A five-minute ride away, in the Adams Village neighborhood, Lucy’s American Tavern is a former Hollywood Video franchise converted into a cavernous and clamorous food hall — recycled wood and exposed brick walls, black industrial ceiling, enormous bar, and 14 flat-screen TVs. It’s named for 19th-century Dorchester suffragette Lucy Stone.
Located at the intersection of Granite Avenue, Gallivan Boulevard, and Adams Street, Lucy’s benefits from the busy corner. On a recent evening, a steady stream of people walk through the door — all ages and ethnicities, casually dressed and in business attire. If they’re looking for a good time, they’ll find it. The entire room boisterously takes up one table’s rousing rendition of “Happy Birthday.” The patio has been newly winterized to keep pace with the crowds.
Veteran Boston chef Chris Bussell (Butterfish, Foundry on Elm, BoMA) inaugurated the menu, but he’s no longer here; executive sous chef Thomy Nieto is behind the stove. Some details may have been lost in the transition. Tequila-brushed, hickory-smoked wings come with coleslaw, not the promised nopales (cactus) salad. The chunks of sausage on the Northender pizza (additionally topped with smoked tomatoes, garlicky broccoli rabe, mozzarella, and arugula pesto) are overly large to be comfortably consumed without a fork and knife.
Smoked tomatoes make an encore in the delicious, crisp iceberg salad — a half-head of lettuce smothered with blue cheese dressing, crumbled bacon, those tomatoes, and scallion greens. If you like Cantonese-style steamed pork buns, you’ll find Lucy’s fried pork belly version with kimchi and hoisin-vinegar dipping sauce is a decent — if slightly over-fried — interpretation.
The inclusion of pulled short rib may be untraditional, but Lucy’s Bolognese is a wonderfully satisfying, creamy, rich ragu that, served over fresh pappardelle, will please anyone who tries it. The chef’s barbecue board of baby back ribs and brisket tastes great even if the brisket is tough and unevenly seasoned. You can order accompanying cumin-laced Texas beans as a side, and you should.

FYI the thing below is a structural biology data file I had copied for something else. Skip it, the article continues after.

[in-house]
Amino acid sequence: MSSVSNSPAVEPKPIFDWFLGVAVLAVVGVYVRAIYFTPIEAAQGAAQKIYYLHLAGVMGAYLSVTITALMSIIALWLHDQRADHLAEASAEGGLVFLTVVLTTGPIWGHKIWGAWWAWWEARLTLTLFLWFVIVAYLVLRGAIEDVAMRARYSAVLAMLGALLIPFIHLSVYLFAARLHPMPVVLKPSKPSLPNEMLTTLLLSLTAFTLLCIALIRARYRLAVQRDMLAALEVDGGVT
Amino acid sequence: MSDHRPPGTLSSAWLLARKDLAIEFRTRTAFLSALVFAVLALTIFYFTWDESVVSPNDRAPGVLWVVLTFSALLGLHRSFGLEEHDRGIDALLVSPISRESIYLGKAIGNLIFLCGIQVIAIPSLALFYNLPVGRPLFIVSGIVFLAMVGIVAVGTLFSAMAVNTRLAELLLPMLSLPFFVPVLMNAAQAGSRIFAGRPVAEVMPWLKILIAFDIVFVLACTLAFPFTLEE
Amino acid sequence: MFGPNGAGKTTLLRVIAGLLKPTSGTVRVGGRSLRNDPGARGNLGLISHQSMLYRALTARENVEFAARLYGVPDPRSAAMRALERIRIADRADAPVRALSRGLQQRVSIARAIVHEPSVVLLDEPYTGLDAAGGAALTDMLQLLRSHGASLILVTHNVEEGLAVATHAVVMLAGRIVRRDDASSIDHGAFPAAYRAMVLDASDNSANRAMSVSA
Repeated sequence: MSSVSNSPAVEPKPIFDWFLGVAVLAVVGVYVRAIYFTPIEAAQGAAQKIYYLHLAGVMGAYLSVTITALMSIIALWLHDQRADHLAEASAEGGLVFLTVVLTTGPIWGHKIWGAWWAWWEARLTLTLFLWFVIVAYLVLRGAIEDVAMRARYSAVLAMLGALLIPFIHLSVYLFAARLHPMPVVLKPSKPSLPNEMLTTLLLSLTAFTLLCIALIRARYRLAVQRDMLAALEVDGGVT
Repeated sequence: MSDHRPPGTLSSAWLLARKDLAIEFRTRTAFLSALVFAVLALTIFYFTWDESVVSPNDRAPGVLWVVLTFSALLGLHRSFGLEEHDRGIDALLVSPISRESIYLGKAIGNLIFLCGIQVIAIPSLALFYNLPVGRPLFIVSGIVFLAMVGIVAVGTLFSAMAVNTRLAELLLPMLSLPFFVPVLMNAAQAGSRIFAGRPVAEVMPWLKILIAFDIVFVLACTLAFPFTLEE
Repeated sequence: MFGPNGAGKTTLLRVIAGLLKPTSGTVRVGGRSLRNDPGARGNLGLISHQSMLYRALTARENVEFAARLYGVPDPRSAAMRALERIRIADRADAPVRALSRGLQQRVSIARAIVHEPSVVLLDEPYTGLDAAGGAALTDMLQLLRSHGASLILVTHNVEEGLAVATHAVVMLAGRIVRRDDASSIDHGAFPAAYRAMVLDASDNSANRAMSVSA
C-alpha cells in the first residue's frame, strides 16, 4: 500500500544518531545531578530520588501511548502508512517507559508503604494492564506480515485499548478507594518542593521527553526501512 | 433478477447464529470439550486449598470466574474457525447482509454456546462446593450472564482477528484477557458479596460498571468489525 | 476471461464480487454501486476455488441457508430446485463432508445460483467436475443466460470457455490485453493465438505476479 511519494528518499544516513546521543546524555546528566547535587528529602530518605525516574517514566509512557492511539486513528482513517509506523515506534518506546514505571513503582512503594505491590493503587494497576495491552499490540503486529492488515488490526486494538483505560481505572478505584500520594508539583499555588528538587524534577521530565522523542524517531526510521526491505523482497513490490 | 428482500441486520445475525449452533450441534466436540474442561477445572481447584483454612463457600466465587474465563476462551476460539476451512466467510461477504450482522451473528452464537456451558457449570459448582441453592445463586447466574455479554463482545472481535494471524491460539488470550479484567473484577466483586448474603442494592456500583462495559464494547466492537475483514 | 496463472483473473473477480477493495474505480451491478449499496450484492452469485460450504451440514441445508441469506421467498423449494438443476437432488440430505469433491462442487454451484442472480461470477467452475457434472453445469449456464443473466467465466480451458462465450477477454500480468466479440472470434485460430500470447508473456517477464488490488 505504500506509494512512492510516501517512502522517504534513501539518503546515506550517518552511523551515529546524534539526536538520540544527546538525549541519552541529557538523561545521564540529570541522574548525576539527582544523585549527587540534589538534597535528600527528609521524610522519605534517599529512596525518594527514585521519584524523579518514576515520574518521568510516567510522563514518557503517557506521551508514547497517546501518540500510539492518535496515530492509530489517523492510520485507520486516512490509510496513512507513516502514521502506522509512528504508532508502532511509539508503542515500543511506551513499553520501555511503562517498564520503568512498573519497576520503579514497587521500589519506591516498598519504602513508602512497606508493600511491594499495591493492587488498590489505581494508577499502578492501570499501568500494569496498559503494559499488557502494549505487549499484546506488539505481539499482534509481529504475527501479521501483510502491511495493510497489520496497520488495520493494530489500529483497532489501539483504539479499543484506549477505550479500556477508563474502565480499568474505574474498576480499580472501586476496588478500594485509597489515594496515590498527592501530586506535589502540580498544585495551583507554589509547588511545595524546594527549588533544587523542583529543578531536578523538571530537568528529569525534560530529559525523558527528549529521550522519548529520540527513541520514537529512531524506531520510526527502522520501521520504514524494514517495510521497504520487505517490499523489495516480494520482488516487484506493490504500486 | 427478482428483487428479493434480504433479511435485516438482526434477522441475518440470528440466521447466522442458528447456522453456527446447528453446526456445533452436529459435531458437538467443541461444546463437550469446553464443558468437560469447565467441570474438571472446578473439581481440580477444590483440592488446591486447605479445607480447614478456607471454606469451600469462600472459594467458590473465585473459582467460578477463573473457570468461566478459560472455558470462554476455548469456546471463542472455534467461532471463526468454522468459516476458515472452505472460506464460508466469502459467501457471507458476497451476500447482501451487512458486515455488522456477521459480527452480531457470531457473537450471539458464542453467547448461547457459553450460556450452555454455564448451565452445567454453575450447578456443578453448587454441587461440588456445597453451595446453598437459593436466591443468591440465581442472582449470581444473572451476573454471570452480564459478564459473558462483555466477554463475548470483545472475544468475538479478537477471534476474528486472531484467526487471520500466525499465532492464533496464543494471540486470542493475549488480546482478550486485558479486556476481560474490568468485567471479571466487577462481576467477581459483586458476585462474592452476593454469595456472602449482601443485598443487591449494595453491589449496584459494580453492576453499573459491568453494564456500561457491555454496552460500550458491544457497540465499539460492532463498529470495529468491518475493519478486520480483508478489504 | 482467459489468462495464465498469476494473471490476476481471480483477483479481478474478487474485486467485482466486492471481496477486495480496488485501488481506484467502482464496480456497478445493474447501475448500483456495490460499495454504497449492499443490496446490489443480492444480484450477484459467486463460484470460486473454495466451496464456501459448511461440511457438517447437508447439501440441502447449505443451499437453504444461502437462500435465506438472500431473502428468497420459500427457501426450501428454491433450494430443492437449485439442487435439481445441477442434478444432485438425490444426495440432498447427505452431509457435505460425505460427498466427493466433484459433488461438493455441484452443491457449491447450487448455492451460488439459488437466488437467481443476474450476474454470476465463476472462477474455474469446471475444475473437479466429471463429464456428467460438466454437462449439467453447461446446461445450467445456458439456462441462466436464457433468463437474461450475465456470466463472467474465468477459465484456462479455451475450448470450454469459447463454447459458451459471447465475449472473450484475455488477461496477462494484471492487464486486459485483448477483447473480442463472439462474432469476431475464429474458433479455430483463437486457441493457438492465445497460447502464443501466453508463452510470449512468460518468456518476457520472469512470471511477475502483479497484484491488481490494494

Cod tacos on soft corn tortillas with tart cabbage slaw and avocado crema would be better with much more corn and jalapeno salsa on top. Lucy’s burger “royale” deserves the highfalutin moniker. It’s a half-pound of chuck and short rib blend, grilled medium-rare, then sandwiched into a brioche bun with lettuce, tomato, cheddar, bacon, fried onion strings, and a spritz of sweet bourbon BBQ sauce.
We shared everything — and took home leftovers.
Remember funnel cake, that carnival midway favorite? Its distinctive, lacy appearance is formed by pouring batter into hot oil through a funnel. At Lucy’s American Tavern, it’s renamed “county fair treat” and arrives dusted in powdered sugar, with a ramekin of maple buttercream decorated with bacon pecan praline alongside.
If you lived near, you could eat it now.
LOWER MILLS TAVERN
2269 Dorchester Ave., Dorchester, 857-267-4461, www.lowermillstavern.com
All major credit cards accepted. Wheelchair accessible.
Prices Appetizers $9-$11. Entrees $11-$26. Desserts $3-$7.
Hours Mon-Fri 11 a.m.-1 a.m., Sat 11 a.m.-2 a.m., Sun 11 a.m.-midnight.
Noise level Moderate
What to order Pork belly tostadas, grilled Hakurei turnips, margherita pizza, chicken potpie, pan-roasted salmon.
LUCY’S AMERICAN TAVERN
13 Granite Ave., Dorchester, 617-326-6677, www.lucysamericantavern.com
All major credit cards accepted. Wheelchair accessible.
Prices Appetizers $7-$15. Entrees $13-$20. Desserts $7-$9.
Hours Mon-Fri 11 a.m.-11 p.m., Sat-Sun 10 a.m.-11 p.m. Bar open nightly until midnight.
Noise level Loud
What to order Hickory-smoked wings, crisp iceberg salad, Lucy’s Bolognese, Lucy’s burger royale, county fair treat.
Mat Schaffer can be reached at firstname.lastname@example.org.